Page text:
Steroids 75 (2010) 710–714

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Steroids
journal homepage: www.elsevier.com/locate/steroids

Analysis of anabolic steroids in human hair using LC–MS/MS
Nawed Deshmukh a,∗ , Iltaf Hussain a , James Barker a , Andrea Petroczi b , Declan P. Naughton b
a b

School of Pharmacy and Chemistry, Kingston University, London, UK School of Life Sciences, Kingston University, London, UK

a r t i c l e

i n f o

a b s t r a c t
New highly sensitive, specific, reliable, reproducible and robust LC–MS/MS methods were developed to detect the anabolic steroids, nandrolone and stanozolol, in human hair for the first time. Hair samples from 180 participants (108 males, 72 females, 62% athletes) were screened using ELISA which revealed 16 athletes as positive for stanozolol and 3 for nandrolone. Positive samples were confirmed on LC–MS/MS in selective reaction monitoring (SRM) mode. The assays for stanozolol and nandrolone showed good linearity in the range 1–400 pg/mg and 5–400 pg/mg, respectively. The methods were validated for LLOD, interday precision, intraday precision, specificity, extraction recovery and accuracy. The assays were capable of detecting 0.5 pg stanozolol and 3.0 pg nandrolone per mg of hair, when approximately 20 mg of hair were processed. Analysis using LC–MS/MS confirmed 11 athletes’ positive for stanozolol (5.0 pg/mg to 86.3 pg/mg) and 1 for nandrolone (14.0 pg/mg) thus avoiding false results from ELISA screening. The results obtained demonstrate the application of these hair analysis methods to detect both steroids at low concentrations, hence reducing the amount of hair required significantly. The new methods complement urinalysis or blood testing and facilitate improved doping testing regimes. Hair analysis benefits from non-invasiveness, negligible risk of infection and facile sample storage and collection, whilst reducing risks of tampering and cross-contamination. Owing to the wide detection window, this approach may also offer an alternative approach for out-of-competition testing. © 2010 Elsevier Inc. All rights reserved.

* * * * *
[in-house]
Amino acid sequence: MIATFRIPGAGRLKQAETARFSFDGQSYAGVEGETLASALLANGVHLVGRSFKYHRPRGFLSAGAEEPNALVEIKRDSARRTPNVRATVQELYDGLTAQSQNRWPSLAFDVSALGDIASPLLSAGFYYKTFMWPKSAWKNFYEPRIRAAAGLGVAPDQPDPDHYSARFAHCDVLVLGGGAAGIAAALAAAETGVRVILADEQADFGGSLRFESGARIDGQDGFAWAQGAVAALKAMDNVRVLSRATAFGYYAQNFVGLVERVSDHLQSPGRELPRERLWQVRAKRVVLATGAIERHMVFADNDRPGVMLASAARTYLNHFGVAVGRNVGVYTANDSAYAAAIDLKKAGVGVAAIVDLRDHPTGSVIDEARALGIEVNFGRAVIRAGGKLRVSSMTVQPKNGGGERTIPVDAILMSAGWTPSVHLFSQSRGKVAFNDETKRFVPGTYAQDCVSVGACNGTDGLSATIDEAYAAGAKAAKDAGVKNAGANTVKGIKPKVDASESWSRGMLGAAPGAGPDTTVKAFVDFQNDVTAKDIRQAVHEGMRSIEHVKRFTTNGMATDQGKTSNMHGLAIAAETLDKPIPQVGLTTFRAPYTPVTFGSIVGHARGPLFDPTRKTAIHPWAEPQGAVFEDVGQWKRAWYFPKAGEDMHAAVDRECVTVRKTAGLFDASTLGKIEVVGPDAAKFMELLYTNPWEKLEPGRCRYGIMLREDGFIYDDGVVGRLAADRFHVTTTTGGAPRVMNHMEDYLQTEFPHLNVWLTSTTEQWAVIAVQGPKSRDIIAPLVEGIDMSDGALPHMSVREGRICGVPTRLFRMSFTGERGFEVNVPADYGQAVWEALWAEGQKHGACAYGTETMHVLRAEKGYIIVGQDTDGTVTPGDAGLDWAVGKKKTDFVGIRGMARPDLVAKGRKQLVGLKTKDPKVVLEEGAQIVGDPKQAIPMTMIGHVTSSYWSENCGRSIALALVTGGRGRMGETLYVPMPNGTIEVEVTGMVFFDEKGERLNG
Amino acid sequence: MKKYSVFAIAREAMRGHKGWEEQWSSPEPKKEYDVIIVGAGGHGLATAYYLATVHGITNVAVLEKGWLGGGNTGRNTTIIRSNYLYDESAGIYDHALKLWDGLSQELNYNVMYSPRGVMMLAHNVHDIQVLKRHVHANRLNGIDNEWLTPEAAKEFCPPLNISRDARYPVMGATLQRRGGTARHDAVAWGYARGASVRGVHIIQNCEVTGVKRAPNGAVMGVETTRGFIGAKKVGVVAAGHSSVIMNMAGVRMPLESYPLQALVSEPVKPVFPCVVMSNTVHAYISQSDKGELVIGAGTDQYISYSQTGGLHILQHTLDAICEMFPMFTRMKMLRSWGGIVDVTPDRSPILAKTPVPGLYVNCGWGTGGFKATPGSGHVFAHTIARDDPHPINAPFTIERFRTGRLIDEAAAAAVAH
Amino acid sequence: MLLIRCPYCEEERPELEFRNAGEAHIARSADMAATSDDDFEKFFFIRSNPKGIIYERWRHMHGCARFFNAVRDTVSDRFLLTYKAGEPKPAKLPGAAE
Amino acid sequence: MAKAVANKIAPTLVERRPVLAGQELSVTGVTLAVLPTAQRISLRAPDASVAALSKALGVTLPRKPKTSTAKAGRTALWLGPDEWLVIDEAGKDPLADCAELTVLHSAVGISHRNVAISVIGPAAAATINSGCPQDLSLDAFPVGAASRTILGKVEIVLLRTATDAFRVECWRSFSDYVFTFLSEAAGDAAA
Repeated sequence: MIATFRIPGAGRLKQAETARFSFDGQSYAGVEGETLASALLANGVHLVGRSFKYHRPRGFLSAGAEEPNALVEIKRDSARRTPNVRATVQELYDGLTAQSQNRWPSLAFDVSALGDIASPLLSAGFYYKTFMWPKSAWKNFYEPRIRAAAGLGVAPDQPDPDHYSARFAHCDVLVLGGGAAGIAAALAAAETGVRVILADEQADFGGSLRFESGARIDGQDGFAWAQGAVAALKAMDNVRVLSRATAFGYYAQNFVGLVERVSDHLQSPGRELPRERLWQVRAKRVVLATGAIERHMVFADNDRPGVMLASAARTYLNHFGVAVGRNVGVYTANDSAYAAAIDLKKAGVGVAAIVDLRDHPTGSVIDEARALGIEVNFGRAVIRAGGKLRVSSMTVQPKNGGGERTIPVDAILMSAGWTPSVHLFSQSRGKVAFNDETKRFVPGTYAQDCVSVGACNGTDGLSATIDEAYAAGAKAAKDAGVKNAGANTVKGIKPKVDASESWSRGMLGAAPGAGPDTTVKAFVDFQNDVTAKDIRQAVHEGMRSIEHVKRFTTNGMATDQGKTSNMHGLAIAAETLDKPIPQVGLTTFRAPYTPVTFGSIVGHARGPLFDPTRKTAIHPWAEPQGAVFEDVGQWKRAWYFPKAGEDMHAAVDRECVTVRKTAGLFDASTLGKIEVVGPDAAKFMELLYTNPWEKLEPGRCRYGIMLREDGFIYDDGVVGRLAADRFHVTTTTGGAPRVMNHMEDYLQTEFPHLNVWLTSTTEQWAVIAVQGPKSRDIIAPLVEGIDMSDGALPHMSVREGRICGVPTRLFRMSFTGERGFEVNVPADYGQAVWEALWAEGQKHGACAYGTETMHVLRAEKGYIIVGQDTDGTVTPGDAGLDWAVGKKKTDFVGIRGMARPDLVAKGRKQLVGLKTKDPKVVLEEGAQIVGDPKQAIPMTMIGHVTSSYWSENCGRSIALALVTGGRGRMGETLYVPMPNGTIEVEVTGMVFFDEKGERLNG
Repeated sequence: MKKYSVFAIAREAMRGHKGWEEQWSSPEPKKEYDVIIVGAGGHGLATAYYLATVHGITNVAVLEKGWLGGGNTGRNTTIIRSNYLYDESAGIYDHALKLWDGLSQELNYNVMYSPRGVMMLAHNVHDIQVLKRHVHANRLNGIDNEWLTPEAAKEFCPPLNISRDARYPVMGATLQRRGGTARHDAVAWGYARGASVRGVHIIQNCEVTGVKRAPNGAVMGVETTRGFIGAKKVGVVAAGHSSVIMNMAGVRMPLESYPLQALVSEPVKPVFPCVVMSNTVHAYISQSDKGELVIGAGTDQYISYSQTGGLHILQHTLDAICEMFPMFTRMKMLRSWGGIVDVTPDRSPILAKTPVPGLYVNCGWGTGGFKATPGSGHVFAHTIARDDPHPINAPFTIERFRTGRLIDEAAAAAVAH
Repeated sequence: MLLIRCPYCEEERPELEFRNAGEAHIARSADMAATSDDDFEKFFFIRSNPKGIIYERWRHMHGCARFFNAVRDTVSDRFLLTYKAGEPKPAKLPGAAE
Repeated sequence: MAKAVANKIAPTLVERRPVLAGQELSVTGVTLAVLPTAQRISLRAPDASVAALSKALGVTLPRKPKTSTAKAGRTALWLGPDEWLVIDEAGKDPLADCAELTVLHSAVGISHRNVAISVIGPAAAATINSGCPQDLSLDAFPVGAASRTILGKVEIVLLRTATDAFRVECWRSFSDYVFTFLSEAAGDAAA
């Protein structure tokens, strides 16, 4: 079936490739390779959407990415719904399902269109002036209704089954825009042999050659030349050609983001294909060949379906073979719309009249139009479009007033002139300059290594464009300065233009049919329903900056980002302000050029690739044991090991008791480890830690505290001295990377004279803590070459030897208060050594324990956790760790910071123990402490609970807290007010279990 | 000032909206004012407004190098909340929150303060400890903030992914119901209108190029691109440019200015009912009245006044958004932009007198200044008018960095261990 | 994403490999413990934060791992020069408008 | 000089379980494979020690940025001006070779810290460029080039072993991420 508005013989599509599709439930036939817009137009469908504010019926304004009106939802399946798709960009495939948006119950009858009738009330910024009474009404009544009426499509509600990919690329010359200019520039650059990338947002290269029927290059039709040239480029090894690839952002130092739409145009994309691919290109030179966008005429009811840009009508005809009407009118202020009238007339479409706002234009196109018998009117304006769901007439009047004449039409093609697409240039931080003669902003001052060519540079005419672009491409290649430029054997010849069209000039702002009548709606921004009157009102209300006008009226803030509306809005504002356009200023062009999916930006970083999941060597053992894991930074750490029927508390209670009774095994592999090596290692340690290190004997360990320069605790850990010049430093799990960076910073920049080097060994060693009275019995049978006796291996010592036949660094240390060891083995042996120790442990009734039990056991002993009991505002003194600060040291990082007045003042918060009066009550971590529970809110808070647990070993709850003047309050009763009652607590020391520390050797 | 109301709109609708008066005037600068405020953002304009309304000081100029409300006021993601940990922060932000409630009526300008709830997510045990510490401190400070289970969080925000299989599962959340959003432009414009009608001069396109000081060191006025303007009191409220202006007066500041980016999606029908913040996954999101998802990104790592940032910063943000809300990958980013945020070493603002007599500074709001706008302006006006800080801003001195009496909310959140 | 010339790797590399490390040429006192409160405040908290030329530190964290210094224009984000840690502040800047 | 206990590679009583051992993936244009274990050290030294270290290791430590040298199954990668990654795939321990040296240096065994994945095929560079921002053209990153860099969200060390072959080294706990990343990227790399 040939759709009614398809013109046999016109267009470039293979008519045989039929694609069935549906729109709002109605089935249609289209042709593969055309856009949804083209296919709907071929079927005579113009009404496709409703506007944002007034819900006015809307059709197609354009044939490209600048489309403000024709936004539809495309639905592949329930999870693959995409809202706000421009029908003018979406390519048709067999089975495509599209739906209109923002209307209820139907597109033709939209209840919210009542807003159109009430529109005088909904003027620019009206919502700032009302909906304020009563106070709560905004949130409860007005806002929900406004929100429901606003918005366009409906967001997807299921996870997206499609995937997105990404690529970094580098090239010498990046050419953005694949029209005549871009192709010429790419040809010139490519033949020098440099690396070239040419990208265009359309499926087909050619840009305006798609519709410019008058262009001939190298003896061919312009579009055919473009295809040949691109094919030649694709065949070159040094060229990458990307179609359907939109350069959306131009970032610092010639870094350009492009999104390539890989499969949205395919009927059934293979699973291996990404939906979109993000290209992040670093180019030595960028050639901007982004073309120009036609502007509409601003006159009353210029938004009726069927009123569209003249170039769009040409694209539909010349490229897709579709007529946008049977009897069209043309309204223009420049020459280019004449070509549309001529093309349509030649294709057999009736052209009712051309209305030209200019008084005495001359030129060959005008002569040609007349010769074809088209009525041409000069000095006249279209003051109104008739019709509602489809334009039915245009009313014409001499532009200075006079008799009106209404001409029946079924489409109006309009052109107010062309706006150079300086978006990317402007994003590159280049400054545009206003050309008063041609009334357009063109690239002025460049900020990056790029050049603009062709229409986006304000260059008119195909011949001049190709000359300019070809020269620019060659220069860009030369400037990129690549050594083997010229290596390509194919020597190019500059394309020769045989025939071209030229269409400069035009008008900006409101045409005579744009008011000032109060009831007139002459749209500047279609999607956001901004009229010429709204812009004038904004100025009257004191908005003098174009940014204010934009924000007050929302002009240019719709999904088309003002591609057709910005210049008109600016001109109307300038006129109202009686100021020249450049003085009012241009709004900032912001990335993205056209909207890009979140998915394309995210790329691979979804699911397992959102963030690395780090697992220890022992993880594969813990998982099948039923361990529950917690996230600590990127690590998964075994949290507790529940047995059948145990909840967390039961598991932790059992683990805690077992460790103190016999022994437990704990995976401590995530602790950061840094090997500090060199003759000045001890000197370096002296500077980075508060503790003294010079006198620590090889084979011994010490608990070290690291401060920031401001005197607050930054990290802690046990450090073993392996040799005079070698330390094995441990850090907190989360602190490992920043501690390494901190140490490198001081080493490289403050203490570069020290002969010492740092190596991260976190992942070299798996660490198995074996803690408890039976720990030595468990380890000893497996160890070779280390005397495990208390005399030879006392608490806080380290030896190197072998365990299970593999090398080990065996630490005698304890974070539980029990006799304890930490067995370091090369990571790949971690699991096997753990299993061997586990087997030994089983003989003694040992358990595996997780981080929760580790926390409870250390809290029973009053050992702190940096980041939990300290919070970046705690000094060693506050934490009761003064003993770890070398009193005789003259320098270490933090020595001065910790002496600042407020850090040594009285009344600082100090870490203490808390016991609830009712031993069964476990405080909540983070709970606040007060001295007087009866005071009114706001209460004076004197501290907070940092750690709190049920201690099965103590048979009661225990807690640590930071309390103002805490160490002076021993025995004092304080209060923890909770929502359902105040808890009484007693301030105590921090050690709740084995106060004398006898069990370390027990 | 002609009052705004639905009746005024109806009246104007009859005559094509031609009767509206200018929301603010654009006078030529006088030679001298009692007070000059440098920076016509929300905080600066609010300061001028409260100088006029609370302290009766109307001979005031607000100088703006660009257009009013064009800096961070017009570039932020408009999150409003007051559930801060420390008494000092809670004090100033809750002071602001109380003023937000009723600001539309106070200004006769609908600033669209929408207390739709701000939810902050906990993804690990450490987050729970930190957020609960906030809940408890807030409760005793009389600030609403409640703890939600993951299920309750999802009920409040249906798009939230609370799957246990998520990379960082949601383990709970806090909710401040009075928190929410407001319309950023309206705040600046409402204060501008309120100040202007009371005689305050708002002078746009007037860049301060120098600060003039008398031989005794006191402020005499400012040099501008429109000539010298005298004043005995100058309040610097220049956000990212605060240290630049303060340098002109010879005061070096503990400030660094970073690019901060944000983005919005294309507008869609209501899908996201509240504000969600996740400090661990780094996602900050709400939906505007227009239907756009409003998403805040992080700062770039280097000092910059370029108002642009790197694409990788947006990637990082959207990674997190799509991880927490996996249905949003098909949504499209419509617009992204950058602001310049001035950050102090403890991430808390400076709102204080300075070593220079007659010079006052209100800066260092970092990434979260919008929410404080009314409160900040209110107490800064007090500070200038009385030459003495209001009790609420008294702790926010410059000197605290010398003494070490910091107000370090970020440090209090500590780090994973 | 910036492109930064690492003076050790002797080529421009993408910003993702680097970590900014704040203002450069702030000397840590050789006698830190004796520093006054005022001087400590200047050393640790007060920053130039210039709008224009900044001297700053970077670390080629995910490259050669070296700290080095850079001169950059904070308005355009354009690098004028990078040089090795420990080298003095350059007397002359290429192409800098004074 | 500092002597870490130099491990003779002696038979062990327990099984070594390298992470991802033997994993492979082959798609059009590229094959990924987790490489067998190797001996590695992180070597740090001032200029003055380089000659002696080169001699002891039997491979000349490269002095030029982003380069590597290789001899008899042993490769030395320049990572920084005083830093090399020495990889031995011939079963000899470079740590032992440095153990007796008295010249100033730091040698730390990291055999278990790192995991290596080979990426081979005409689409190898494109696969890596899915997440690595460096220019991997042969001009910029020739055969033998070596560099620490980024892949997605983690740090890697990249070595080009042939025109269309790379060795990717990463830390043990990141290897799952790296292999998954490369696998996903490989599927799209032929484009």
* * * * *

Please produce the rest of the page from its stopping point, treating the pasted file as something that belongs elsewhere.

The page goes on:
Article history: Received 3 March 2010 Accepted 22 April 2010 Available online 18 May 2010 Keywords: Human hair Anabolic steroids Stanozolol Nandrolone LC–MS/MS Doping

1. Introduction Anabolic androgenic steroids (AASs) are synthetic derivatives of the endogenously produced male sex hormone testosterone which exhibit both anabolic (protein synthesizing) and androgenic (masculinising) effects [1]. AASs are one of the most potent and the most widely used performance-enhancing substances and were thus included in the list of banned substances by the International Olympic Committee (IOC) since the mid-1970s [1–3]. According to ‘The 2010 Prohibited List’ of the World Anti-Doping Agency (WADA), both exogenous and endogenous AASs belong to Class S1.1 and their use in- and out-of-competition is prohibited [4]. Despite these restrictions, AAAs are still commonly abused by athletes [5–7], in particular nandrolone and stanozolol as revealed by numerous adverse analytical findings during the past few years [8]. As the current official prohibition-based anti-doping approach automatically places the emphasis on detection, there is an everincreasing need to develop new methods for testing drug abuse in sports for both detection and deterrence [9].

∗ Corresponding author. E-mail address: D.Naughton@kingston.ac.uk (N. Deshmukh). 0039-128X/$ – see front matter © 2010 Elsevier Inc. All rights reserved. doi:10.1016/j.steroids.2010.04.007